I had assumed the more pixels, the better. But I think I read somewhere (before I bought my camera) that below certain print dimensions, extra pixels just increase file size, without any appreciable difference in the result. I will be printing 8.5 x 11 inches with an HP Photosmart printer. Do I need to use all 6 million pixels on my D100? Or can I shoot at the smaller resolution? Also, how badly does the greater JPEG compression offered by the "Normal" and "Basic" modes degrade the image, again considering my intended print size?
#1. "RE: Do I need all those pixels?" | In response to Reply # 0w4npx Registered since 10th Aug 2002Sun 01-Sep-02 03:42 AM
Joe, you sure do need all the pixels you can get.
You are confused between the number of pixels in the file that the camera makes and the number of pixels that the printer needs to print.
To get a decent picture the printer needs to print at least 200 pixels per inch. Thus a decent 8 x 10 picture would be 1600 x 2000. I prefer to get 250 pixels per inch for the print, thus a final picture of at least 2000 x 2500.
Ok, well you say, then I do not need the 2000 x 3000 that the camera takes. This would be true if you used the whole frame to print, but usually you crop the frame in photoshop or some graphic program and so you start with a 2000 x 3000, but dont use all the pixels when you crop and wind up with a lot less than that. Say you try to blow up (crop) a head out of the center of a picture,--even in a 2000 x 3000 pixel file, you might be down to 800 x 1000 pixels by the time you get through. That would only be 100 pixels per inch when you output 8 x 10 to the printer. You would see big square pixels on the paper.
Secondly, on the file size, I have played with the D-100 now for about three weeks, and have tried all modes. The ONLY MODE to shoot in to get the best picture is RAW mode. The files are much larger, but that is not because there are more pixels, but because JPEG throws away a lot of the information which the picture takes to compress the file. JPEG is an 8 bit file format, whereas the RAW (NEF) files are 12 bit in each channel.
Shoot in RAW and you will love the camera.
#2. "RE: Do I need all those pixels?" | In response to Reply # 1jrp Charter MemberSun 01-Sep-02 05:36 AM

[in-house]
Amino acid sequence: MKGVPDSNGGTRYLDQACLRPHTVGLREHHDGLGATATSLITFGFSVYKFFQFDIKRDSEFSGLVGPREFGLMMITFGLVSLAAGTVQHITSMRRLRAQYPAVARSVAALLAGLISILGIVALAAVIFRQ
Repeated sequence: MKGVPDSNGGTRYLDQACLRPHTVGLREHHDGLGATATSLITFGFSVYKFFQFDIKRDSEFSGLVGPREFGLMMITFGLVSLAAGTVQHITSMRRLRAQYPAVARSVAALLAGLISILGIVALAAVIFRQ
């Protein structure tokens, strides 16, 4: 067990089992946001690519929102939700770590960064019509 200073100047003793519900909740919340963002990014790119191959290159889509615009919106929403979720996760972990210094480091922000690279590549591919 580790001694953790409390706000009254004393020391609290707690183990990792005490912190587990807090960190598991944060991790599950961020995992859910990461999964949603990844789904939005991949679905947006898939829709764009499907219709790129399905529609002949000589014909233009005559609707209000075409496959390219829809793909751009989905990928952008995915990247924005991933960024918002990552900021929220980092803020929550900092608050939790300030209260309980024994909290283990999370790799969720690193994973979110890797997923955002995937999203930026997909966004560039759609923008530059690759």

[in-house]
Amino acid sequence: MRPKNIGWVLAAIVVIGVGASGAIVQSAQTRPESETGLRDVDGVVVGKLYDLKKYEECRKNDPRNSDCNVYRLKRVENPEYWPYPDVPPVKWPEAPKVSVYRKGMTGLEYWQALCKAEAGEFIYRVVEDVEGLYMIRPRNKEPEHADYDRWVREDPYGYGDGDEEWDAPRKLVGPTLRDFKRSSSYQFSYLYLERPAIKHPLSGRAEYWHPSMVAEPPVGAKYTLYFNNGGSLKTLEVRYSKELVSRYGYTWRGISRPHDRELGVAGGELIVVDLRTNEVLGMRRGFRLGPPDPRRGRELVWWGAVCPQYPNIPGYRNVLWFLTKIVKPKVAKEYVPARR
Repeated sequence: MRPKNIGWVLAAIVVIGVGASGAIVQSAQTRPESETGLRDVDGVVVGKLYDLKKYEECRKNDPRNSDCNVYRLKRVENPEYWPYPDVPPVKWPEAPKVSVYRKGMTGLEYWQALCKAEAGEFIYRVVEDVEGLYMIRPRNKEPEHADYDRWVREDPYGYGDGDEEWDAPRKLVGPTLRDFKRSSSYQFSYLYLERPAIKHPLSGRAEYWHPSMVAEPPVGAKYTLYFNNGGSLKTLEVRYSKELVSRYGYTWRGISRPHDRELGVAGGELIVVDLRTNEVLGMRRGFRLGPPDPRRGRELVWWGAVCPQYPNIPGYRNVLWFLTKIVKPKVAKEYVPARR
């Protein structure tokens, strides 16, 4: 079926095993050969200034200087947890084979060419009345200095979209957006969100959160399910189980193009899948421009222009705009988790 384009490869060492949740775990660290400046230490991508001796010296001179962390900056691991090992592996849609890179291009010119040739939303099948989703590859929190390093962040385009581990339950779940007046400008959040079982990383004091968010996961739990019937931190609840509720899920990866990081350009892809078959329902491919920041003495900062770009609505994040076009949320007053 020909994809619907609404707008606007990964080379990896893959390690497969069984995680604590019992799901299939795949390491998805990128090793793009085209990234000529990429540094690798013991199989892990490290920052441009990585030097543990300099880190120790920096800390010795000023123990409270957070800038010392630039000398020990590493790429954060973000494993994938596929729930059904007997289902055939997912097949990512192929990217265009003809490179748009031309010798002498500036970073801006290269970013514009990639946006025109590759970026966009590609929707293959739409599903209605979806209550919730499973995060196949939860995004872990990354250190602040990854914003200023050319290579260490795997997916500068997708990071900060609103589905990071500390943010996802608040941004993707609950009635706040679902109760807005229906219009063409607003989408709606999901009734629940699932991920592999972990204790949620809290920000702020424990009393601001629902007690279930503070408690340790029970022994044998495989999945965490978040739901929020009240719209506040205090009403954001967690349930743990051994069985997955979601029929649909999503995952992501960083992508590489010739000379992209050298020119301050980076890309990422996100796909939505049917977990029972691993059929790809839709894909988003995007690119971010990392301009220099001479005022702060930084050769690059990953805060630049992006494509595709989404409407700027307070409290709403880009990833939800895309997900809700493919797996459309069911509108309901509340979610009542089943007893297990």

I use my film scanner (not a digital camera) at max resolution to print 8X10 on my HP Photosmart 1315. Quite frequently it seems to be almost never enough pixels, even after some enhancing with Photoshop.
Have a great time :-)
JRP (Founder & Administrator. Mainly at the north-eastern Mexican desert) Gallery, Brief Love Story
Please join the Silver, Gold and Platinum members who help this happen; upgrade.
Check our workshops at the Nikonians Academy and the Nikonians Photo Pro Shop
#3. "RE: Do I need all those pixels?" | In response to Reply # 2lordnikon Registered since 17th Feb 2002Sun 01-Sep-02 10:02 AM
Yup, remember there is both dpi and ppi One is for scanning-rinting and the other is for recording.
Aaron J. Heiner
Team Coast Guard Photographer
US Department of Homeland Security
#4. "RE: Do I need all those pixels?" | In response to Reply # 3jnscbl Basic MemberSun 01-Sep-02 11:01 AM
If you use jpg (which is ok for most purposes) do NOT use a more compressed mode. (Highest resolution is lowest compression; higher compression is lower resolution.) There will be artifacts in the image. JPG does not just drop pixels, it changes them. I can assure you, if you set your camera to some low-res mode, you will take that once in a lifetime shot, and wish it was a full size file.
"Less is not more. Enough is enough. Less is less."
"I am always doing that which I cannot do, in order that I may learn how to do it."
#5. "RE: Do I need all those pixels?" | In response to Reply # 0
In a word...yes. Inkjet prints (and other print media, too) benefit from having more pixels to print with to as much at 360 ppi. In JPEG mode, fine compression (about 1:6) has very few artifacts, although you will spot them at high magnification in the right images. In normal compression (about 1:12) these artifacts become more noticeable, and with basic compression (about 1:18) they are quite objectionable.
You can get fine output from the D100 in both JPEG and RAW modes, although it is slightly more challenging to get the best out of the JPEG mode. I would not sell short the JPEG mode, however, as it is more economical of space, it can be written to memory much, much faster, and it allows firing 6 continuous frames rather than the 2-3 in the RAW mode. Just like any camera, there is no one "best" setting, only the most useful settings for your particular application. I use the fine JPEG mode a lot, but do gravitate to the RAW (NEF) mode for certain shots where I want to be assured of getting the most out of the image.
#6. "RE: Do I need all those pixels?" | In response to Reply # 0
I just did an article discussing the benefits of all three modes on the D100, RAW, TIFF, and JPEG. It does not go into detail about the printing aspect, but does compare the three modes as to usage.
#7. "RE: Do I need all those pixels?" | In response to Reply # 0
i think if you print no bigger than 8.5x11...than shooting jpegs and your d100 is no prob...i had pt and shoot 3.3 megapixel...with prints like you said....very nice...even on a cheap hp printer...those extra pixel are for picky fanatic photographers who look at every little detail...they think digital is not film photography...but i'm picky but not that bad...thats my 2cents